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Abstract: FR-PO877

Black Americans Experience a Disproportionately Longer Wait Time for Kidney Transplant

Session Information

Category: Diversity and Equity in Kidney Health

  • 800 Diversity and Equity in Kidney Health


  • Fagan, Jack Ryan, Avalere Health, Washington, District of Columbia, United States
  • Belowich, Emily, Avalere Health, Washington, District of Columbia, United States
  • Labson, Daniel, Avalere Health, Washington, District of Columbia, United States
  • Gooding, Mark John, Avalere Health, Washington, District of Columbia, United States
  • Parekh, Shalini, Avalere Health, Washington, District of Columbia, United States

Almost 786,000 individuals in the United States are living with End-Stage Renal Disease (ESRD), and Black Americans show a three-to-four-fold excess risk in incidence rates. To experience higher survival rates and an optimal quality of life, a kidney transplant is needed to live.


We used 100% Medicare Fee-For-Service (FFS) claims data to identify patients who received a kidney transplant between July 2018 to June 2021. Among these patients, we identified individuals with an initial diagnosis of chronic kidney disease (CKD) or ESRD and were enrolled in Medicare FFS continuously in the year prior to diagnosis to confirm a negative diagnosis period. Beneficiaries entitled to Medicare due to ESRD were excluded to ensure full claims history to capture initial diagnosis, resulting in a total of 3,894 patients. For these patients, we evaluated the time between CKD/ESRD diagnosis and transplantation. Separately, we evaluated the total mortality in the years following either an initial CKD or ESRD diagnosis, excluding patients who received a kidney transplant. Mortality was established utilizing certificate of death data that was identified in Medicare FFS Master Beneficiary Summary File, indexed to diagnosis to establish time to death and subsequent mortality rate by year.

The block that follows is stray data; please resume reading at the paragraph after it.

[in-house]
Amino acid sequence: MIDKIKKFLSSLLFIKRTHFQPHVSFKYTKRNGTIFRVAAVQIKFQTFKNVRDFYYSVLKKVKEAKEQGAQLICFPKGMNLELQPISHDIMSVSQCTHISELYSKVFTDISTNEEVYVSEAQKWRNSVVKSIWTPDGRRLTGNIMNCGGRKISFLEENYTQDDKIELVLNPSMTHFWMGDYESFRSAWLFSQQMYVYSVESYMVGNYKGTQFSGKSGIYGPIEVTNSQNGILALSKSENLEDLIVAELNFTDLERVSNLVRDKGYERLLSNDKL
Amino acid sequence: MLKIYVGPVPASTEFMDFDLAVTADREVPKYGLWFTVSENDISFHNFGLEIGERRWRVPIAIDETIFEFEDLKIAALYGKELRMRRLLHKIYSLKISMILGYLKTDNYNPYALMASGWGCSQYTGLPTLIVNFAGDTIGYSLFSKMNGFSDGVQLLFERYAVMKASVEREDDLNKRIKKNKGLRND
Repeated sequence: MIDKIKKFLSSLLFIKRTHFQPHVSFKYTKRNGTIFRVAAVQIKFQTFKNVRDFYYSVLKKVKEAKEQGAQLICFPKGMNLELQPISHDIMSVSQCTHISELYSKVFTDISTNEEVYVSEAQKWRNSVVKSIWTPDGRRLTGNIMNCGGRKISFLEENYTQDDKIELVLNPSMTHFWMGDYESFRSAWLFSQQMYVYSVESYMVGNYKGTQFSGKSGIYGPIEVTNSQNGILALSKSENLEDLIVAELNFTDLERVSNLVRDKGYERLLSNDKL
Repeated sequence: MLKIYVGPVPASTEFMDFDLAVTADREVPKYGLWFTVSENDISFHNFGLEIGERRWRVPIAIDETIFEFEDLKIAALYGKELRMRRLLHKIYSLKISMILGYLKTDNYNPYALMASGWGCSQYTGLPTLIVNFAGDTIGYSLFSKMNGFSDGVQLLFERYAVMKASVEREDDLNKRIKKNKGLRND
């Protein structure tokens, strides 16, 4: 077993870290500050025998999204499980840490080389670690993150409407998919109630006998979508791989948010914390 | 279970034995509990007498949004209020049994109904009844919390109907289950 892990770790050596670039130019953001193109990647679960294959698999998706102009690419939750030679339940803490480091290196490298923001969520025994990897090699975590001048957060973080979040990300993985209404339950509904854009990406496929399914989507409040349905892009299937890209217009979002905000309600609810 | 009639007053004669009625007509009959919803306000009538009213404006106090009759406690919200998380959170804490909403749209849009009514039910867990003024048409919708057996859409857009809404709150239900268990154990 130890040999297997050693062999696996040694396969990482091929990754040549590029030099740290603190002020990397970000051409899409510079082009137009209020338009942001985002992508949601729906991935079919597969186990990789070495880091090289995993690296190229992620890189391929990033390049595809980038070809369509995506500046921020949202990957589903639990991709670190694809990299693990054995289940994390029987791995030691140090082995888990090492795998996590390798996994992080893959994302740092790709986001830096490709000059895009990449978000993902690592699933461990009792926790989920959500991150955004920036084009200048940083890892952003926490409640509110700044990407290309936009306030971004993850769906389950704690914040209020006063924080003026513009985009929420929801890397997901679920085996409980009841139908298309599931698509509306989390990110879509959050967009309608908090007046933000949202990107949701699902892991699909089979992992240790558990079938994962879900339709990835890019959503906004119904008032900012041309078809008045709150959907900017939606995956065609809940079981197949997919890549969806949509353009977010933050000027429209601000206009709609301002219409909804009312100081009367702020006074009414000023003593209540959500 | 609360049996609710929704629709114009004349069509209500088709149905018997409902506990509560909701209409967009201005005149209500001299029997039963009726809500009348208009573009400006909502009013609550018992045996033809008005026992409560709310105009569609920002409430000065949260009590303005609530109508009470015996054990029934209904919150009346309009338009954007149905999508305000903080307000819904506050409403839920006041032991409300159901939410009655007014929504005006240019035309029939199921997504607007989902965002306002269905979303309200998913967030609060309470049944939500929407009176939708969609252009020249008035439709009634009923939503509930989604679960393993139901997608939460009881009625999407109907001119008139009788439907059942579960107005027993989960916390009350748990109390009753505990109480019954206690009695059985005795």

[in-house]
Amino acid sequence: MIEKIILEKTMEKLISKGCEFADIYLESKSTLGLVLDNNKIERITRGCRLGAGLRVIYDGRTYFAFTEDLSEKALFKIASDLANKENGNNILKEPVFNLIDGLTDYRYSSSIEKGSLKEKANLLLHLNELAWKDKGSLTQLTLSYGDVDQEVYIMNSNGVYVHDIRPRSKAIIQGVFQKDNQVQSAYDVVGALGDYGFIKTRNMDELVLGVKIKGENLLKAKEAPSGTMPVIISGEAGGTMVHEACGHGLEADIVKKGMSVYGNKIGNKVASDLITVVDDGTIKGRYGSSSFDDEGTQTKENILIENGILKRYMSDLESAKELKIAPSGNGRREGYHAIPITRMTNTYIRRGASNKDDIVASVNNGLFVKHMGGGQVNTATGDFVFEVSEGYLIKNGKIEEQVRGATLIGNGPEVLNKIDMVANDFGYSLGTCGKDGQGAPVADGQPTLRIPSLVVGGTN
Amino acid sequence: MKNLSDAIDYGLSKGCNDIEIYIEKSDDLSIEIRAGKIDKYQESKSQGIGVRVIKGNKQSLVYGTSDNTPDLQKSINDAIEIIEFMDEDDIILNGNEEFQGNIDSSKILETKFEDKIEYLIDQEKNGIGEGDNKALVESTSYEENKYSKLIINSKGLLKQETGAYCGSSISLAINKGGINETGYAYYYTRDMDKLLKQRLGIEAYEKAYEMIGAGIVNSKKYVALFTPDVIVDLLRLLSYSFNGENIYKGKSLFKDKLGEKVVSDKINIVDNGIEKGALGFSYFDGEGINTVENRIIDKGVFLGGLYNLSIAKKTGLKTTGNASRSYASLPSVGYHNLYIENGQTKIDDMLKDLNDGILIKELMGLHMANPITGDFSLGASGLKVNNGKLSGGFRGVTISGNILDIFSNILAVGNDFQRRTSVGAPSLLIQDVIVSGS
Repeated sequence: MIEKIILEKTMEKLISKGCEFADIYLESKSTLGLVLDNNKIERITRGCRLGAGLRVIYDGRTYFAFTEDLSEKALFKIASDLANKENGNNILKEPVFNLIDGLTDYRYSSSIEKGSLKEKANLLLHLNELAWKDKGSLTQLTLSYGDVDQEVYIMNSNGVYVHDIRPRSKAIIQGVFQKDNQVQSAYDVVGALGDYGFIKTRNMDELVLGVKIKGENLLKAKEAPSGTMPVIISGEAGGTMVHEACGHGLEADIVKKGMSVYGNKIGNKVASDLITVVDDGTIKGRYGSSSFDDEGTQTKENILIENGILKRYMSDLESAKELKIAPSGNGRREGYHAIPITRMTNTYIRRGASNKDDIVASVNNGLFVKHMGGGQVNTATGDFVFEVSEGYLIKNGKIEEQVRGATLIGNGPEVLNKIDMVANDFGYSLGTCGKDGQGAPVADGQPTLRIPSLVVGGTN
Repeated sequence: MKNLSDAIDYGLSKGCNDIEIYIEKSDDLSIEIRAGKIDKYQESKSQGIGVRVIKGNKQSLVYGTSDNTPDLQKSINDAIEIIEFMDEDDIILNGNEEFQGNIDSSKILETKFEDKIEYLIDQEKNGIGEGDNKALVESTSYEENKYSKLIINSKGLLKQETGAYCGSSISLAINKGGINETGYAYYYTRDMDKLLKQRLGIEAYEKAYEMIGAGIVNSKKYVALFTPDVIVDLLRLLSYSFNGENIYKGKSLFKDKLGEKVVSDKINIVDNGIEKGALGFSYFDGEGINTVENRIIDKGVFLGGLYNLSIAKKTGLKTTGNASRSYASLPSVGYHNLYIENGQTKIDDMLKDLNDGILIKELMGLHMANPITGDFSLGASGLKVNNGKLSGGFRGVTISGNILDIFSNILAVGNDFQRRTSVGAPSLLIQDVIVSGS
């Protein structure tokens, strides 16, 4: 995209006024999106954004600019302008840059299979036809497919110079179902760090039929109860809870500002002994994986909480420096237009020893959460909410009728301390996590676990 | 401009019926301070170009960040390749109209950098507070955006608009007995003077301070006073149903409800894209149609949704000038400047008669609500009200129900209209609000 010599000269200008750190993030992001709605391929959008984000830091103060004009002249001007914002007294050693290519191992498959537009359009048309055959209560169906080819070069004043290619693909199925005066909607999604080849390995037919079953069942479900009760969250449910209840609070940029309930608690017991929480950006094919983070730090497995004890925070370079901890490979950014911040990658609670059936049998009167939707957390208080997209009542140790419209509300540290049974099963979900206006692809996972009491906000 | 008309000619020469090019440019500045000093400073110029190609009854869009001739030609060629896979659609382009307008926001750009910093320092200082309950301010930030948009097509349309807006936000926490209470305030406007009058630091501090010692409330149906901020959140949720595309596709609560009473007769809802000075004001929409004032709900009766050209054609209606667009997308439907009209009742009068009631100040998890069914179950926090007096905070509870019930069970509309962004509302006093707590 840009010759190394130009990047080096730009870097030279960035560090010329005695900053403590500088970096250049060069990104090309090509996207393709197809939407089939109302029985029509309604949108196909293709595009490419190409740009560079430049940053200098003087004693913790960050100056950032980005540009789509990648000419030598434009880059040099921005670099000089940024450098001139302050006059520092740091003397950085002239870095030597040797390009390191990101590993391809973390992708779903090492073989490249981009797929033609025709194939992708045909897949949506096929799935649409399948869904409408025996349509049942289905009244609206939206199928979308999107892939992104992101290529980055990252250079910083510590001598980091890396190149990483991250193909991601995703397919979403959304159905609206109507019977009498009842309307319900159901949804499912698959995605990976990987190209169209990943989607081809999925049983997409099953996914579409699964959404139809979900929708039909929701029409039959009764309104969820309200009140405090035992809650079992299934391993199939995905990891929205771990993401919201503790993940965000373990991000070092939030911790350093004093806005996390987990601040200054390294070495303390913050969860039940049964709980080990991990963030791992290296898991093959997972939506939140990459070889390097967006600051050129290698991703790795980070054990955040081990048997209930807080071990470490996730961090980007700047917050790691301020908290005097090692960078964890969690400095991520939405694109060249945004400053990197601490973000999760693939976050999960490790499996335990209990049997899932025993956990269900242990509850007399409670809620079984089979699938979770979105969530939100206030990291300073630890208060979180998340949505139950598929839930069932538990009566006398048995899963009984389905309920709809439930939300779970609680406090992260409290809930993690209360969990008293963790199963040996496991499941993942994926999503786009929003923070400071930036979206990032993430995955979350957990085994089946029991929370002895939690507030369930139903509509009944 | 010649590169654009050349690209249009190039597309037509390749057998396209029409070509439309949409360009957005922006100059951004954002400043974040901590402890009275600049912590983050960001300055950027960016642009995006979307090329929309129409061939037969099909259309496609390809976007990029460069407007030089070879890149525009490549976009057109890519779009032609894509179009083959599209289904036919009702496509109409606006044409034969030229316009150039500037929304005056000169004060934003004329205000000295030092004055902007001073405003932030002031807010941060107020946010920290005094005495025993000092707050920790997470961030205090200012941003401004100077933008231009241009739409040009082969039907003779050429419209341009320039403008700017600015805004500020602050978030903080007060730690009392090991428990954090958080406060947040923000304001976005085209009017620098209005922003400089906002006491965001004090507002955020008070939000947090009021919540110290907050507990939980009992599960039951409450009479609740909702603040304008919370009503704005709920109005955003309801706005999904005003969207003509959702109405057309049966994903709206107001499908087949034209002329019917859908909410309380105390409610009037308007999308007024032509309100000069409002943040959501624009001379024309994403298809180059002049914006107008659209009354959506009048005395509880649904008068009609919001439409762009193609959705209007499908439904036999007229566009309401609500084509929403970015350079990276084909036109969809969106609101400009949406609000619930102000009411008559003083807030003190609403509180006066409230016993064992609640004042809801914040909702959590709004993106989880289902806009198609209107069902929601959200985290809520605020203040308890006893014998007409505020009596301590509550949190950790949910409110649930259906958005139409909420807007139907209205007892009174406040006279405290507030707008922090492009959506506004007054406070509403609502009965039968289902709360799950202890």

The average wait time for Medicare FFS beneficiaries from time of initial diagnosis of CKD/ESRD to receipt of a kidney transplant was 4.46 years. Compared to all patients, Black Medicare FFS beneficiaries had a longer average wait time from diagnosis to transplant of 5.09 years (P < .0001). Mortality for all patients 4 years post initial diagnosis of CKD/ESRD was 5.03%, and then increased to 6.03% for 5 years, 27.05% for 6 years or greater, with a total mortality of 47.18% for patients 6+ years after CKD/ESRD diagnosis.


Black patients, on average, wait an additional 7.56 months to access a transplantation compared to the average patient. These findings underscore the importance of treatment education and timely access to transplantation as CKD/ESRD mortality increases dramatically with time from 2.54% of patients expiring within one year following diagnosis to a cumulative 47.18% of patients expiring 6 years post diagnosis.